Thank you Jac for this latest post – and for your e-mail of concern about my welfare! I’m a bit late joining the party – there are valid reasons that have kept me away, mostly to do with commitments and a short period of feeling unwell (they usually coincide). However I won’t bore you all with the details. Suffice to say I’m back!

The Mill Bay saga continues I see. You’re doing an excellent job, along with Wynne, of exposing these bastards, and others like them. I’m also convinced that you’ve rattled some pretty important cages, in the right places, and the occupants are being forced to sit up and listen. Phenomenal investigative journalism. More importantly, it’s reaping reactions – that’s the important bit!

As you can probably guess, my main focus of interest in this post is the FoI requests made to the Police Constabularies. Fascinating stuff when you have a comparison you can make. That was a master stroke asking constabularies on the other side of the ‘dyke’ to provide comparable information. It is they who have delivered the bullet, because by their responses they have exposed the lies of the constabularies on this side of the border. Interesting to see that the Devon & Cornwall force are a bit shy to respond. Now given the predicament of our cousins in Cernyw – it makes you wonder if the core reason for their lack of response is the same as the constabularies in Cymru. It is obviously a sore subject that they feel needs to be hidden.

As you’re probably aware the FoI Act 2000 allows the provision for you to make a request for an internal review after twenty days have passed with no response, or an inadequate response. If they fail to provide satisfactory responses after an internal review then you can make a formal complaint to the Information Commissioner’s Office. Click on this ICO icon for more info.:

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I currently have an Information Commissioner investigation in progress involving Ceredigion County Council. Click HERE to view more info. on that case.

ParkingEye

As you’ll recall from my guest post of the ninth of last month (Careful Where You Park Your Car in Our Colonised Country – Dangers Lurk!) I am also warming up for a grand fight with this scum. As some of you will recall from the post I wrote, my No.3 son and I have got entangled in the scum’s web when we both overran the stipulated time, on the same day in separate cars, at the Rheidol Retail park car park in Aberystwyth. They pounced like a spider – with a letter demanding £50. We responded with a reply in our native tongue, setting out our position. They have now, further replied in English, informing us that ParkingEye are not covered by the 1993 Welsh Language Act, and therefore demand that we correspond with them in English only! Are you feeling the bristles rising on your neck?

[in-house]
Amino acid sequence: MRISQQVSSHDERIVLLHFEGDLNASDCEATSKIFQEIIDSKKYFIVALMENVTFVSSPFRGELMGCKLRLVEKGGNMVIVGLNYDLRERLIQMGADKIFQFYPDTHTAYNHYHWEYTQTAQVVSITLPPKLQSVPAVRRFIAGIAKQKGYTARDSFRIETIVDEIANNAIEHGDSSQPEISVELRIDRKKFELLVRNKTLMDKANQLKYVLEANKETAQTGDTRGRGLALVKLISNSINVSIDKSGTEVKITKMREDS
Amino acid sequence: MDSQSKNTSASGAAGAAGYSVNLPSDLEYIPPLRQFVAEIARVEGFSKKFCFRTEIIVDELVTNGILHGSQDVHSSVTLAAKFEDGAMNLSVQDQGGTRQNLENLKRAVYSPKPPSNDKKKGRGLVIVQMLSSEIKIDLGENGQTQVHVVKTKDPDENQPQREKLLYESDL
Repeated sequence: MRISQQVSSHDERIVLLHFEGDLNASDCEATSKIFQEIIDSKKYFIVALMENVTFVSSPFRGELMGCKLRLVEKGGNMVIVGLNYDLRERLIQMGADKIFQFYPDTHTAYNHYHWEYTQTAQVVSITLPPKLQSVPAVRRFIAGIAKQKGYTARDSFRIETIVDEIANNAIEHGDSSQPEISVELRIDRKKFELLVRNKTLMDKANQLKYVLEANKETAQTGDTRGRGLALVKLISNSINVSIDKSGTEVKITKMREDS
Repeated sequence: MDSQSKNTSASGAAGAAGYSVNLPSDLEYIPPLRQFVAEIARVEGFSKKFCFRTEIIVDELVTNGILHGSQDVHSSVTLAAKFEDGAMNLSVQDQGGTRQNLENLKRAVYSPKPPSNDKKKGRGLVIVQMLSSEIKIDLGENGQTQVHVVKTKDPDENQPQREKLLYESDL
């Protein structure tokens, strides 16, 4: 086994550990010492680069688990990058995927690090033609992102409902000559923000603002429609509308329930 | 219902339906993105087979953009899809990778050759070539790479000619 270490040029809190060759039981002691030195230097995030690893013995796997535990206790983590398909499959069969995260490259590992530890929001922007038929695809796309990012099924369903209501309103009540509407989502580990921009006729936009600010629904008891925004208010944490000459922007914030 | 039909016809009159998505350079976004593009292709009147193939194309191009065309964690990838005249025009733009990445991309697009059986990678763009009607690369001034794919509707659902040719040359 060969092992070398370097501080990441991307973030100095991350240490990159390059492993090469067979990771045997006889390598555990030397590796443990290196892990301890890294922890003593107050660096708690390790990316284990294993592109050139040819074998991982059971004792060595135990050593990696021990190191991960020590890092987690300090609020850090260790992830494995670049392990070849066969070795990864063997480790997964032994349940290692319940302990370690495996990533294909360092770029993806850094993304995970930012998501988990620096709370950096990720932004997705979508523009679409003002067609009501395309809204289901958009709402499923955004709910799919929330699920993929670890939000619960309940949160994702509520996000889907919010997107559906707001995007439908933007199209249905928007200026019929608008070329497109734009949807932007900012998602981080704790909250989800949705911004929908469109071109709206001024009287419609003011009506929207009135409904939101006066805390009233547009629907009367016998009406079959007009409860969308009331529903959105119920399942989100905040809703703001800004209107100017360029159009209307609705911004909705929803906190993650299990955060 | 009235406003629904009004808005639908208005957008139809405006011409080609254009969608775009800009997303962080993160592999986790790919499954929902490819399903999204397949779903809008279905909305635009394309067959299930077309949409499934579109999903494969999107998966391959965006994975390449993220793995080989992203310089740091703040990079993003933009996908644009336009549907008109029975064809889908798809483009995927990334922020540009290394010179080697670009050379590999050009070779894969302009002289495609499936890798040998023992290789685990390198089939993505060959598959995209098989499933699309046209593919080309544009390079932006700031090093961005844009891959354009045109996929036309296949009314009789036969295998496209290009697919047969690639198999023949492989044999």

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Ben Lake the shiny new Plaid MP for Ceredigion is in the loop on this one, I’ll also keep him posted of this latest development. You’ll recall that I sent him a message with carbon copies to the two Plaid Police Commissioners (Dafydd Llywelyn for Dyfed Powys & Arfon Jones for the North Wales force)and Ellen ap Gwynn the Plaid leader of Ceredigion County Council, directing them to my guest post post for reference. Ben Lake replied (fair play), I’ve yet to receive any response from the other three.

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This could prove to be an interesting one when it runs it’s course.

Wynne
Guest

With regard to FOI requests, you refer to internal review Big Gee. I have previously been informed by Information Commissioner that they regard 20 working days as a “reasonable” timeframe for internal review although this is not a statutory requirement. In theory therefore possible to refer the matter to Information Commissioner after 40 working days {20 for FOI response and a further 20 for internal review}.

Big Gee
Admin

That is roughly correct Wynne. The Freedom of Information Act says:

“A public authority must comply with section 1(1) promptly and in any event not later than the twentieth working day following the date of receipt”.

The stipulated “reasonable” time for response is 20 days. If no information is received after the first 20 day period it is recommended that you write to the authority e.g.

It is now over twenty working days since my/ our FOI request was made. We have not yet received a satisfactory response from the department that is dealing with the request.

If you have a good reason why the request is going to take longer to process than stipulated by the FOIA, then I/ we would find it helpful if you can inform us with a sentence or two stating what is happening, and when we can expect your full response.

If no satisfactory response is then forthcoming (a further 20 days), then it’s time to make a formal request for an internal review. If you’re still not satisfied, then it’s time to get tough by contacting the Freedom of Information Commissioners office (ICO).

Wynne
Guest

In the “old days” a public servant would end his letter with the phrase “I beg to remain sir your most loyal, humble and obedient servant”. Now we are required to use the FOI Act before a public servant is prepared to respond to even a simple enquiry when the information is readily available. How times have changed, not necessarily for the better.

Brychan
Guest